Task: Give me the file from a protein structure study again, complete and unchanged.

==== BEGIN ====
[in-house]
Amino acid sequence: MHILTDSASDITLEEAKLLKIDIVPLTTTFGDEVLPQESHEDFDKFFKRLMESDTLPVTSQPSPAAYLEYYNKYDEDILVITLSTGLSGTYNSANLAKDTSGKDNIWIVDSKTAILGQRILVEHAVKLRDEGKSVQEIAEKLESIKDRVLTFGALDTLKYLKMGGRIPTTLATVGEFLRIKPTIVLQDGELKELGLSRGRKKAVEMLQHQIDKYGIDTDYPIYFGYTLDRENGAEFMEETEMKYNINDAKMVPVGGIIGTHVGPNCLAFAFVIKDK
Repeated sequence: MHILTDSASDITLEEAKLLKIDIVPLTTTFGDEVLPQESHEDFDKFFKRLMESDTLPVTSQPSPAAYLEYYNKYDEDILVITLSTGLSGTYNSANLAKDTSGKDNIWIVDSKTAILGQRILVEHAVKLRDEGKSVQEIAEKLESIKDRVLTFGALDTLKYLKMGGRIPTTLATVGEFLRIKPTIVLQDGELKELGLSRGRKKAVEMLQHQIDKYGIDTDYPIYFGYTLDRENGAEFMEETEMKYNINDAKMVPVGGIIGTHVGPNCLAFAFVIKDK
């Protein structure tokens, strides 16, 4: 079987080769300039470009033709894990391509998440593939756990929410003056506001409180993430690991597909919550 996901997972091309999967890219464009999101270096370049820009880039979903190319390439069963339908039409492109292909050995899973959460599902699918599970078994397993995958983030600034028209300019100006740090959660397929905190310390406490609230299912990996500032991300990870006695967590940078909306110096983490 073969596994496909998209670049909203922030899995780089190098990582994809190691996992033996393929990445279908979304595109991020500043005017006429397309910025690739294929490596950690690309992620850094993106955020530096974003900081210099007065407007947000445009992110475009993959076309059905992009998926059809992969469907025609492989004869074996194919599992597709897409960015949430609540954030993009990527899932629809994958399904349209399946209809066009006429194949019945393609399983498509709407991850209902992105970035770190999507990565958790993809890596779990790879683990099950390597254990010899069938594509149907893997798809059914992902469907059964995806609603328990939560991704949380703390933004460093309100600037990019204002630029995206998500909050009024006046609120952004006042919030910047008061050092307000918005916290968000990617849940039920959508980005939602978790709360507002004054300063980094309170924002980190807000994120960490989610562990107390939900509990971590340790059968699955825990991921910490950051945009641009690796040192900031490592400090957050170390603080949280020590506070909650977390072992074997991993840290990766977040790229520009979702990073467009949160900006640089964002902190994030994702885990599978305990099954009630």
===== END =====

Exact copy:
[in-house]
Amino acid sequence: MHILTDSASDITLEEAKLLKIDIVPLTTTFGDEVLPQESHEDFDKFFKRLMESDTLPVTSQPSPAAYLEYYNKYDEDILVITLSTGLSGTYNSANLAKDTSGKDNIWIVDSKTAILGQRILVEHAVKLRDEGKSVQEIAEKLESIKDRVLTFGALDTLKYLKMGGRIPTTLATVGEFLRIKPTIVLQDGELKELGLSRGRKKAVEMLQHQIDKYGIDTDYPIYFGYTLDRENGAEFMEETEMKYNINDAKMVPVGGIIGTHVGPNCLAFAFVIKDK
Repeated sequence: MHILTDSASDITLEEAKLLKIDIVPLTTTFGDEVLPQESHEDFDKFFKRLMESDTLPVTSQPSPAAYLEYYNKYDEDILVITLSTGLSGTYNSANLAKDTSGKDNIWIVDSKTAILGQRILVEHAVKLRDEGKSVQEIAEKLESIKDRVLTFGALDTLKYLKMGGRIPTTLATVGEFLRIKPTIVLQDGELKELGLSRGRKKAVEMLQHQIDKYGIDTDYPIYFGYTLDRENGAEFMEETEMKYNINDAKMVPVGGIIGTHVGPNCLAFAFVIKDK
């Protein structure tokens, strides 16, 4: 079987080769300039470009033709894990391509998440593939756990929410003056506001409180993430690991597909919550 996901997972091309999967890219464009999101270096370049820009880039979903190319390439069963339908039409492109292909050995899973959460599902699918599970078994397993995958983030600034028209300019100006740090959660397929905190310390406490609230299912990996500032991300990870006695967590940078909306110096983490 073969596994496909998209670049909203922030899995780089190098990582994809190691996992033996393929990445279908979304595109991020500043005017006429397309910025690739294929490596950690690309992620850094993106955020530096974003900081210099007065407007947000445009992110475009993959076309059905992009998926059809992969469907025609492989004869074996194919599992597709897409960015949430609540954030993009990527899932629809994958399904349209399946209809066009006429194949019945393609399983498509709407991850209902992105970035770190999507990565958790993809890596779990790879683990099950390597254990010899069938594509149907893997798809059914992902469907059964995806609603328990939560991704949380703390933004460093309100600037990019204002630029995206998500909050009024006046609120952004006042919030910047008061050092307000918005916290968000990617849940039920959508980005939602978790709360507002004054300063980094309170924002980190807000994120960490989610562990107390939900509990971590340790059968699955825990991921910490950051945009641009690796040192900031490592400090957050170390603080949280020590506070909650977390072992074997991993840290990766977040790229520009979702990073467009949160900006640089964002902190994030994702885990599978305990099954009630």